Obama Administration Issues Guidelines on Using Diesel in Fracking

Association of Construction and Development
February 14, 2014 — 2,363 views  
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The Obama administration recently made its first foray into the issue of potential water contamination caused by the controversial technique of fracking. The administration stated that it will be exerting more control over this injecting of diesel deep into the ground for extracting natural gas as well as oil.

The Environmental Protection Agency has limited authority over the regulation of fluids that are used for hydraulic fracturing, better known as fracking. This method involves pumping of water into the ground by lacing it with chemicals for unlocking gas or oil that is trapped underneath. While the agency has been allowed to look into the use of diesel in this technique since 2005, it has not done so.

Companies are required to obtain permits before going ahead with fracking. They need to apply for a permit either with the state or federal authority and can begin fracking only after receiving approval by these authorities. However, EPA hadn’t defined as to what exactly it considered diesel, as it comes in various formulations, which in turn complicated the efforts taken to regulate its use.

Latest guidelines by EPA

According to EPA's latest guidelines, five substances have been defined as diesel. The use of any of these will require the company to obtain a permit before fracking may begin. But this action by the agency will not have much impact, since only 2 percent of gas and natural oil fracking operations are utilizing diesel.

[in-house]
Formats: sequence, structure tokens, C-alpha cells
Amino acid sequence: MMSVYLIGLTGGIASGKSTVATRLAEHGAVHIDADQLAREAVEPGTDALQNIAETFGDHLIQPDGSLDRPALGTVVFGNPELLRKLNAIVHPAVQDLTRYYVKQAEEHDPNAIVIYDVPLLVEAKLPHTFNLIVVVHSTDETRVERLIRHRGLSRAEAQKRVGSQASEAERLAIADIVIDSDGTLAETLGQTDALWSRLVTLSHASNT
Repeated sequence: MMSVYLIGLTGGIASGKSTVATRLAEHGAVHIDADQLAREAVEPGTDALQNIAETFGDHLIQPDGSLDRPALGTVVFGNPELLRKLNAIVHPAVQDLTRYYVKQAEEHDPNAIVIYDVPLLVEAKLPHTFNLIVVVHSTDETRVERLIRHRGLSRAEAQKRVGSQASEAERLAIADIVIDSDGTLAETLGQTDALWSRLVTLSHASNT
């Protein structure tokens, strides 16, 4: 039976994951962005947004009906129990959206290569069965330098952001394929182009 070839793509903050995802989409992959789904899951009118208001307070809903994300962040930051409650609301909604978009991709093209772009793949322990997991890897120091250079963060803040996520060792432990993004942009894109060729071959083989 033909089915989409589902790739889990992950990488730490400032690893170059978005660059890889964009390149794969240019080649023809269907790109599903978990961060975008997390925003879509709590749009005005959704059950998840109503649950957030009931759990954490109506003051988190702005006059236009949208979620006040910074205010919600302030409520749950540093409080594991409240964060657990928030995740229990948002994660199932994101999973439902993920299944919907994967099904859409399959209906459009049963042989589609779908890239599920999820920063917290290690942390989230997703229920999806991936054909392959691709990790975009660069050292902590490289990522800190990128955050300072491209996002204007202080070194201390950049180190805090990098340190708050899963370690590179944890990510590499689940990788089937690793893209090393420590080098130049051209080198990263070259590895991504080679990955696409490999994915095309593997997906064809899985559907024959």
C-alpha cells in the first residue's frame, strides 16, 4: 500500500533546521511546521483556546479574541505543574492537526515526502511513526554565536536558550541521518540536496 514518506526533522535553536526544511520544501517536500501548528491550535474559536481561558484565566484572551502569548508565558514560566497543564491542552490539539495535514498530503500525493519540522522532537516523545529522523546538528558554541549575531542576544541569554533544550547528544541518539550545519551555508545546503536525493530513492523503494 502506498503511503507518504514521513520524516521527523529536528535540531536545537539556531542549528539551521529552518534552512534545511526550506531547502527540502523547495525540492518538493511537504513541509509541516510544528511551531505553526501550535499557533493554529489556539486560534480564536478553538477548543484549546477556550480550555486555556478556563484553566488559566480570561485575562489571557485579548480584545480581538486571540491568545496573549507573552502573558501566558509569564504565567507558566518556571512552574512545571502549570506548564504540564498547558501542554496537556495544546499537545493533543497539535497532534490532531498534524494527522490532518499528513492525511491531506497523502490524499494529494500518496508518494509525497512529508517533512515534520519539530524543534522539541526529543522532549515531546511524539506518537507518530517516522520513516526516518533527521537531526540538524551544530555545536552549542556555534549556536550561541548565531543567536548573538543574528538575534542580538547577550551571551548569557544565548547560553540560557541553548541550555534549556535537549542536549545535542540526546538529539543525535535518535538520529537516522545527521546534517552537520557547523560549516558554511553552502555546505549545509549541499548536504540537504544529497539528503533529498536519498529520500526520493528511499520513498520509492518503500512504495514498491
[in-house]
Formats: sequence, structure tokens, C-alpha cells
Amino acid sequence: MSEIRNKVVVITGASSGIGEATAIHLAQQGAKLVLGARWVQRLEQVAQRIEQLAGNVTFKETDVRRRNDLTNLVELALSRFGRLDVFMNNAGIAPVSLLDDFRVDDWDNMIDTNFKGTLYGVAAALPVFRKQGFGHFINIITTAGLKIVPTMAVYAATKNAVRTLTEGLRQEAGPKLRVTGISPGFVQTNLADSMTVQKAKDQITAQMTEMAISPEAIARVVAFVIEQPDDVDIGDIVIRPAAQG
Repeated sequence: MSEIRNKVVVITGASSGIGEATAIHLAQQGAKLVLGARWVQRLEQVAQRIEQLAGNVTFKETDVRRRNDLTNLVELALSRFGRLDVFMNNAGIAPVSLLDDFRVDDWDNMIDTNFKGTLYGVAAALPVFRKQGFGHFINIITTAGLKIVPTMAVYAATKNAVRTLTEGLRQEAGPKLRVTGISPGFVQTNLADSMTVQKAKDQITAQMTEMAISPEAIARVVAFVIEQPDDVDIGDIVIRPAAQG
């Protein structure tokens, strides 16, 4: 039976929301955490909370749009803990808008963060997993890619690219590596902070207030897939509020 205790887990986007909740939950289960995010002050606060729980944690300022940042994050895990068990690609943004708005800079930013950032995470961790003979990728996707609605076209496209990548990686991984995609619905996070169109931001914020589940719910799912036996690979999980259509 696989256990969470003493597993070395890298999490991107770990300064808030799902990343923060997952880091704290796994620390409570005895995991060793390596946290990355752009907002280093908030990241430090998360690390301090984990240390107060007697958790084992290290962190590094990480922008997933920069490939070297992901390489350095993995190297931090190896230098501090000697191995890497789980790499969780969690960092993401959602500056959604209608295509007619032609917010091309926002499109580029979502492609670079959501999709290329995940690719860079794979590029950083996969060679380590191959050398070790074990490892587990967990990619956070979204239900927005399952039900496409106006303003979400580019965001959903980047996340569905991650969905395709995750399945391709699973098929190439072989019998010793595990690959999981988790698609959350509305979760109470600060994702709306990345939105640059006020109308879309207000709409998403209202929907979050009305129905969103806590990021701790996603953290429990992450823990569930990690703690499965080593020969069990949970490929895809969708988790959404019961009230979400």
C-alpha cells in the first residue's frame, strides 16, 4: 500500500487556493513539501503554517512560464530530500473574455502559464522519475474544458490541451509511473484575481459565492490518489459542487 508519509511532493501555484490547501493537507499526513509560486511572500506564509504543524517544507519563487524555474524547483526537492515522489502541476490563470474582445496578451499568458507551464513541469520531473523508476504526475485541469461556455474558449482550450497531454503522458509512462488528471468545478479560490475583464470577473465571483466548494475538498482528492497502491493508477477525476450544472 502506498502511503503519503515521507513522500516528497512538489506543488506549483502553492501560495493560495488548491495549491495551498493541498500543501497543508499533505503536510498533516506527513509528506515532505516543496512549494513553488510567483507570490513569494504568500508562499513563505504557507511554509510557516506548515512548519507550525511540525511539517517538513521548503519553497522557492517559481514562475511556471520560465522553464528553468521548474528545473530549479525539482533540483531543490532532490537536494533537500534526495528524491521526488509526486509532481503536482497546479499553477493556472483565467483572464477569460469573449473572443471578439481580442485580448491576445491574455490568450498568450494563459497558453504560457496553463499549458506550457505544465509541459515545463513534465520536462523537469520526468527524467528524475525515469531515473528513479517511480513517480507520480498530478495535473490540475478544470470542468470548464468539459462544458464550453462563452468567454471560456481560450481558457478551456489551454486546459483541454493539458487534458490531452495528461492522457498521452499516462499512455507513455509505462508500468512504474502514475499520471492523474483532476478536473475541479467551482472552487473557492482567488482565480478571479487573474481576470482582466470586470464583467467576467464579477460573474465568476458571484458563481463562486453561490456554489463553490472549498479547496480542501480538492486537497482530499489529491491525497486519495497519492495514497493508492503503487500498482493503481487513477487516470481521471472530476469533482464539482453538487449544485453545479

It is not exactly a rule but more a guidance as to how the law needs to be interpreted by the officials who review the fracking permits and grant them. Among the other recommendations, officials need to obtain detailed information about the construction of wells and also have the power to request additional testing of the wells before the use of diesel.

What do the environmental organizations have to say?

Though environmental organizations have been asking for stricter regulations and supervision of fracking, most of them have welcomed this latest initiative. Director of Environment America’s Clean Water Program, Courtney Abrams, said that the environmental organizations are aware of the threat that diesel has on drinking water, when used for fracking. But the small step taken by EPA will help in solving at least one of the issues regarding fracking. 


Association of Construction and Development